For those unfamiliar with this problem, it poses the question, what would you do when you are in a position to save a few lives by diverting a runaway trolley knowing that such a diversion would certainly claim a different life?
What should you do?
Without getting into the details, suffice to say that simply doing nothing is not a good choice as it would cost a number of lives when you had the power to save those lives.
Ms Kochhar cannot justify doing nothing when she became aware of her husband's business deal. She was in a position to have stopped the train wreck when she became aware of the deal, but she didn't
Such a position is not legally untenable, merely morally reprehensible.
Laws are based on the past; they look back and make provisions to prevent the past misdeeds from recurring.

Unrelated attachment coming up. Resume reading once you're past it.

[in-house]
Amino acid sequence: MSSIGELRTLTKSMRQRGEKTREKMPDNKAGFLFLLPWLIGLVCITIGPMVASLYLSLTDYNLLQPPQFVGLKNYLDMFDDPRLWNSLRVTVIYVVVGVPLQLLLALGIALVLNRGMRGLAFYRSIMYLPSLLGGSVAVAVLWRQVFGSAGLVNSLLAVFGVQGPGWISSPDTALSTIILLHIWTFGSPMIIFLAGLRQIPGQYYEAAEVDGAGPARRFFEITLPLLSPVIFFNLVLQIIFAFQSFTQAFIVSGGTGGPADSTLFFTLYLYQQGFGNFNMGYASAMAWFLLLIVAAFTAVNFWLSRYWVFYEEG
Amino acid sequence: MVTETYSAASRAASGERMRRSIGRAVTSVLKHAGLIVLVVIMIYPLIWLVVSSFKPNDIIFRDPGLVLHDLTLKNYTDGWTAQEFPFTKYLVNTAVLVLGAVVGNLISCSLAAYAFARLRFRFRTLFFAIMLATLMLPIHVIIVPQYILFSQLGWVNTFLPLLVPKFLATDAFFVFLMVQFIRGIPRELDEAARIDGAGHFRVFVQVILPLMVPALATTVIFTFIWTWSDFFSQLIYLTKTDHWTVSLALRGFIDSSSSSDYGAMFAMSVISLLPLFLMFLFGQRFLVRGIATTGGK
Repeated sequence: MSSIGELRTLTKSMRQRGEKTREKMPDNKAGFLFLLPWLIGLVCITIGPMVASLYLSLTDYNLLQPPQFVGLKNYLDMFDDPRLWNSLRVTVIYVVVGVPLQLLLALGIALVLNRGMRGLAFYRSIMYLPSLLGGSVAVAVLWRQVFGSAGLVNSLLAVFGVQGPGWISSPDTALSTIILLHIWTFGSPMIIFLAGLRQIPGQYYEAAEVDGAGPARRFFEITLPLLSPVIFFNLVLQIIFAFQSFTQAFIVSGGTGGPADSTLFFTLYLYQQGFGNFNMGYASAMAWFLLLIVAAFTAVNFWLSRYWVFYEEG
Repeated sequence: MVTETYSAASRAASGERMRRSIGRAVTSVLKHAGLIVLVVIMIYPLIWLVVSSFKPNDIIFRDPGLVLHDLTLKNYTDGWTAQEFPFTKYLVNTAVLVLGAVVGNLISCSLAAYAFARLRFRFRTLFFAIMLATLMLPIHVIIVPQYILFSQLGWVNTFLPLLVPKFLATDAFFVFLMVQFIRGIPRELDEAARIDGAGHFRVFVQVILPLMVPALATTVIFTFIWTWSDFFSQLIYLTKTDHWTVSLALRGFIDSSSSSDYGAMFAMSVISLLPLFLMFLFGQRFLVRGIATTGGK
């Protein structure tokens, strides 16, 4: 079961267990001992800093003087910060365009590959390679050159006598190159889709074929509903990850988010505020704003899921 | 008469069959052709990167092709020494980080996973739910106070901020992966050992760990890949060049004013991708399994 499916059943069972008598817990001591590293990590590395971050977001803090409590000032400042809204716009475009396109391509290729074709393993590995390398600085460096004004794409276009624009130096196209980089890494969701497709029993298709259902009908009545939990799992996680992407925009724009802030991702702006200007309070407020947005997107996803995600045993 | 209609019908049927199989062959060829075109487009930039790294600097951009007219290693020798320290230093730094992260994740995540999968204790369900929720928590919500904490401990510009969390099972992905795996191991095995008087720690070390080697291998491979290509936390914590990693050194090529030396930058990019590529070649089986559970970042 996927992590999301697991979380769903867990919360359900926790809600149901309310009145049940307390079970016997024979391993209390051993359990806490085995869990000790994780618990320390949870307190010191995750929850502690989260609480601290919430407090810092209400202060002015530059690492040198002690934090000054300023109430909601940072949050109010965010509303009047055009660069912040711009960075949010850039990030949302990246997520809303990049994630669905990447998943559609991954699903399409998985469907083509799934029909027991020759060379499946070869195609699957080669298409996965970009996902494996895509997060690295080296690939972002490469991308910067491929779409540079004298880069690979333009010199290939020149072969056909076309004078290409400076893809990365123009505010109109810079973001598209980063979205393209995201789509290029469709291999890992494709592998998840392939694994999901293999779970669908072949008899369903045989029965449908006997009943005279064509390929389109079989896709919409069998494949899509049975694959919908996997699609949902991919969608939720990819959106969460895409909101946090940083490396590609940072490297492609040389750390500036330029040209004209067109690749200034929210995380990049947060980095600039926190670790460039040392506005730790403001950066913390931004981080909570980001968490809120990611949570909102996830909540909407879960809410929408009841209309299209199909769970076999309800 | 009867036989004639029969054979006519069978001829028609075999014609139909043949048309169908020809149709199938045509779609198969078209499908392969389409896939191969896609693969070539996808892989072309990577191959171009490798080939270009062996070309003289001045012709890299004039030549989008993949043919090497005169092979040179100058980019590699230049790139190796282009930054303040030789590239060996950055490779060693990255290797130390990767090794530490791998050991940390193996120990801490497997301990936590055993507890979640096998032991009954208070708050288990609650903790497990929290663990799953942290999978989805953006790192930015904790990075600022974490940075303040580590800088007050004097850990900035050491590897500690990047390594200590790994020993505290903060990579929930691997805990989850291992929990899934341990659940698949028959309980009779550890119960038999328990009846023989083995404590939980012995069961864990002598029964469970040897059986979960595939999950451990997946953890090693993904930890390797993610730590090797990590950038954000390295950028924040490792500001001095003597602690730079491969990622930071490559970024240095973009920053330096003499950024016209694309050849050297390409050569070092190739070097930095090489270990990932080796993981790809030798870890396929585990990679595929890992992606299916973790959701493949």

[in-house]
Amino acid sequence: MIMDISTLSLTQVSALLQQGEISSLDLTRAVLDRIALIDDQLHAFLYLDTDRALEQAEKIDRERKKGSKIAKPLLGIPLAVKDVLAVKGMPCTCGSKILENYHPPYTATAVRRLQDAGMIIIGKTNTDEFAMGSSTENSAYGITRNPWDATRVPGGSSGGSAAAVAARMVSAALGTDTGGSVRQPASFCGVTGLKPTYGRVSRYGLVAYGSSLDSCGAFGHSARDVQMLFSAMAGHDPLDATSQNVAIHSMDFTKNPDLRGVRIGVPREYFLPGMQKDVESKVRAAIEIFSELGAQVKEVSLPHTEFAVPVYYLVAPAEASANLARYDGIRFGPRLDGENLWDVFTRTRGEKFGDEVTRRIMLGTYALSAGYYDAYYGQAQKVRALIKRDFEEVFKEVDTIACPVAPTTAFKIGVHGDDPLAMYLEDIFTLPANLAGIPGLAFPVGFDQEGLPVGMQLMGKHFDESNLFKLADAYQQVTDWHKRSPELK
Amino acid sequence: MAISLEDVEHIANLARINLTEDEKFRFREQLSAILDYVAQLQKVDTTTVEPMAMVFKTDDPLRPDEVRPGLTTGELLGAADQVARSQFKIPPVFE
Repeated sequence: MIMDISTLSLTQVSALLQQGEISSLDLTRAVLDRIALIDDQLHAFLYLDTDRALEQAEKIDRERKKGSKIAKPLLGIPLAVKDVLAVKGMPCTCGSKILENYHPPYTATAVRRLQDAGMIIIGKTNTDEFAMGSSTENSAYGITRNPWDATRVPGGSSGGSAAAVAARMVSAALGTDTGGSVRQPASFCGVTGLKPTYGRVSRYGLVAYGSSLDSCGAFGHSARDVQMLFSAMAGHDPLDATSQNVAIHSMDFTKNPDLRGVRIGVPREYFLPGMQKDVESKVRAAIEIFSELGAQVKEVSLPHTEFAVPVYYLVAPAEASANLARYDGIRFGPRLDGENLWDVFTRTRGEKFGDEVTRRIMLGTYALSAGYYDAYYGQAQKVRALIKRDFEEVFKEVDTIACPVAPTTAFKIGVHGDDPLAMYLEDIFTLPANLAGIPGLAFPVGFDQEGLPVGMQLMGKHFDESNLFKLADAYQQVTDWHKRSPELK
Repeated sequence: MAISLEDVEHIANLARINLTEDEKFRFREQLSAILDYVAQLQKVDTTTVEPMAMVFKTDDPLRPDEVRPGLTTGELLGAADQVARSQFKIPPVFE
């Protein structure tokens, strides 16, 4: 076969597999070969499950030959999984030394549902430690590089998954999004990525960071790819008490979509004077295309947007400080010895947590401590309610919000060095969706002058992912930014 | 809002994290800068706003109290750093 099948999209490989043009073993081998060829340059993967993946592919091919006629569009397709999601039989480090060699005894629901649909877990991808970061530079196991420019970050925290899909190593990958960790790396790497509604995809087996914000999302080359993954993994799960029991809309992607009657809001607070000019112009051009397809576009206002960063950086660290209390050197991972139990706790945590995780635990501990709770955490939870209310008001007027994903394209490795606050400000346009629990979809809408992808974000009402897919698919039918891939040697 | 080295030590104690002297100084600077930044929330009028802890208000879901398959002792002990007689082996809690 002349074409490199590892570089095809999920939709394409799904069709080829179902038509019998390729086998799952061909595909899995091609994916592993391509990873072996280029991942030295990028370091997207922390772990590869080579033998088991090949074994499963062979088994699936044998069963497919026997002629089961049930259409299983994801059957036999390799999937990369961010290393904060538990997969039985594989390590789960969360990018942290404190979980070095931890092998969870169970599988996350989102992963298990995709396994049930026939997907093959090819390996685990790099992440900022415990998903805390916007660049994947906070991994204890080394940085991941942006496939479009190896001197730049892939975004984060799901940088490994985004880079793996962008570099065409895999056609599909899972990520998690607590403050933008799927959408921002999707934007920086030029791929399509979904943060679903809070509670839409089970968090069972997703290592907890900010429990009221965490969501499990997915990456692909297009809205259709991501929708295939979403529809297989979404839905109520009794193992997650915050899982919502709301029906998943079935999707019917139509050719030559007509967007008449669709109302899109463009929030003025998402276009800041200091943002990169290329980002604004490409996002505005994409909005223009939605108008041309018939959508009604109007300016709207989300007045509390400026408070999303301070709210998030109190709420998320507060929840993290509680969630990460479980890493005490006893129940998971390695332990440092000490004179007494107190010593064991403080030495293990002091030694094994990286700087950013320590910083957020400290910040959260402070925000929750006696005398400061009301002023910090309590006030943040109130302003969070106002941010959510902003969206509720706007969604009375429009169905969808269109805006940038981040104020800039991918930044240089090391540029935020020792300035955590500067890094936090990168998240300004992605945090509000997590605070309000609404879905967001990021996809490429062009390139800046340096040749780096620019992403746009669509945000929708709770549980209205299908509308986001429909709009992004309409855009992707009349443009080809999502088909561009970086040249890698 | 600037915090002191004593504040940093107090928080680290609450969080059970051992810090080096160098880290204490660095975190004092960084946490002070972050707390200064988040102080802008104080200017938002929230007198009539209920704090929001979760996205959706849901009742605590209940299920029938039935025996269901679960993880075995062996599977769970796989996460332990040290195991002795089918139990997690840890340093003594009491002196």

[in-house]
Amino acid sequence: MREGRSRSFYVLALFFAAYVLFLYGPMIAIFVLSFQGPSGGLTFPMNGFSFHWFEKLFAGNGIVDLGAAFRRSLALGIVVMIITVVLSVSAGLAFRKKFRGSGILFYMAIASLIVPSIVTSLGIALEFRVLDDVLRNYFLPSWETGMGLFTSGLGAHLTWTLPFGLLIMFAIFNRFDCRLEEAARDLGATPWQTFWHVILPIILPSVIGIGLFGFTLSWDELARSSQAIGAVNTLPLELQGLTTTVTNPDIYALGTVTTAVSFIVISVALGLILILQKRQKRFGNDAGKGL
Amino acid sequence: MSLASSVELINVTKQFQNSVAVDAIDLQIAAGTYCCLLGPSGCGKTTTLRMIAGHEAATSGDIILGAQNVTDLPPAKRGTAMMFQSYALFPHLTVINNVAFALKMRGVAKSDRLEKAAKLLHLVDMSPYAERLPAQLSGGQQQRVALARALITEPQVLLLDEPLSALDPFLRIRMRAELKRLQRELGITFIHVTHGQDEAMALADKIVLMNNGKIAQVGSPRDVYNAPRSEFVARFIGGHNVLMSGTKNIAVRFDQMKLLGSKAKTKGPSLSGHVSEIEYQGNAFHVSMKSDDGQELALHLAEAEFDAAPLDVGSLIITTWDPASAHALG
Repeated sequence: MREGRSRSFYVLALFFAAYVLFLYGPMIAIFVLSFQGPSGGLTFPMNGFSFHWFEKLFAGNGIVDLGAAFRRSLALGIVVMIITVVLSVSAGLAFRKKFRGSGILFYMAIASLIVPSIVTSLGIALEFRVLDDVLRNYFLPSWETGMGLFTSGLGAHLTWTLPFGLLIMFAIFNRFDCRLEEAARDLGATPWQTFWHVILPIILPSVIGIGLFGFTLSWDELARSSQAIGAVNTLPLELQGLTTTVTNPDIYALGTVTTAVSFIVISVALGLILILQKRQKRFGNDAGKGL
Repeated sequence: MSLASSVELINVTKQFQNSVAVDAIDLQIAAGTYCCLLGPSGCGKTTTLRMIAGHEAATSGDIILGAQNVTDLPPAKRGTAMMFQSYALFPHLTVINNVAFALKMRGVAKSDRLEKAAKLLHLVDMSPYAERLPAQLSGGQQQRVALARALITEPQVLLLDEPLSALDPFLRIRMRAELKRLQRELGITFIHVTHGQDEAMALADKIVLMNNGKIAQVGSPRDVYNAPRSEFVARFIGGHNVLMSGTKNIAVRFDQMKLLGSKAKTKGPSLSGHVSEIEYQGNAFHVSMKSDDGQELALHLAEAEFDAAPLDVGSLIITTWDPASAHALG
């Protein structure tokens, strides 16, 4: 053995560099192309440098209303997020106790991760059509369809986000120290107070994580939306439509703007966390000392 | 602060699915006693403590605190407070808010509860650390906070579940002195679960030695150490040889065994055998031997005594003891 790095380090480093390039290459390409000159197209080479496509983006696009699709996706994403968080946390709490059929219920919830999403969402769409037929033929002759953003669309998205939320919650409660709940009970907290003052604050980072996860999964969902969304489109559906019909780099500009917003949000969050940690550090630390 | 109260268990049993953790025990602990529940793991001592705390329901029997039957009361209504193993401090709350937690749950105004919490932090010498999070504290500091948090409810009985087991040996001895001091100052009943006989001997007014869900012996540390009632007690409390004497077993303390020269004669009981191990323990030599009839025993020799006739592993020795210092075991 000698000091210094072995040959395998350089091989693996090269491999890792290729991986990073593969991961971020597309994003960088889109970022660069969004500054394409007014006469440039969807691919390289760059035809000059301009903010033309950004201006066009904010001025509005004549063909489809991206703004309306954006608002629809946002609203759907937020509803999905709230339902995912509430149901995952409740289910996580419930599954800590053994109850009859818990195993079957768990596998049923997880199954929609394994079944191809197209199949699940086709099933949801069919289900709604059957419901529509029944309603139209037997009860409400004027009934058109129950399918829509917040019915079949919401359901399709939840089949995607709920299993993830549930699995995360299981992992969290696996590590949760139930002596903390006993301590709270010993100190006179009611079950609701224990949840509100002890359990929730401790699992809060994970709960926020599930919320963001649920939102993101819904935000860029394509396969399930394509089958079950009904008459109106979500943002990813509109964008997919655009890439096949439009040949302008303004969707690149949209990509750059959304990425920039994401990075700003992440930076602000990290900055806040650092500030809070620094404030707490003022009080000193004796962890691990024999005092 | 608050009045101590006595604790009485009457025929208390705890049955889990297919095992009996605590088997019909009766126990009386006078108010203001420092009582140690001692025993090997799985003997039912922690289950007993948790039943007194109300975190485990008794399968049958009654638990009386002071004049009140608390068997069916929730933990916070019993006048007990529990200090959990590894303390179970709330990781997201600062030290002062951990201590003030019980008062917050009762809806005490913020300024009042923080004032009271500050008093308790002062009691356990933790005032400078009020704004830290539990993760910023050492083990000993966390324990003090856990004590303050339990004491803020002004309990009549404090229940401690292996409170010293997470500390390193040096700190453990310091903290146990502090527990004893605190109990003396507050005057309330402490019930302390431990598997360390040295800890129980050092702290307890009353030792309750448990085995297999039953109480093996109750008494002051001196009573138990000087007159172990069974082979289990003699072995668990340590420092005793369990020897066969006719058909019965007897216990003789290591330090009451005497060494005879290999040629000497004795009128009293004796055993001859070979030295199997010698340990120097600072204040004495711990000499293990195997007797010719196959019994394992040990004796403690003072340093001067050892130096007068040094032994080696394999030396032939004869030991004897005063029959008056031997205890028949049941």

Being 'legal' is about the letter, but not the spirit.
While it seeks to protect against history repeating itself, laws do nothing to stop history mutating and recurring in a slightly different form.
New laws will be needed to prevent that happening again and so on and so forth, ad nauseum.
Placing all of one's faith in the law is like driving your car forwards while looking backwards.
Law does not enable us to drive forward in the face of unforeseen and unknown hazards. We need a strong moral compass to do that.
This diatribe on the law is not an idle essay into jurisprudence and ethics. In our present instance, while Ms Kochhar may have acted legally, did she act ethically? That I would suggest is the core question Justice B N Srikrishna should address.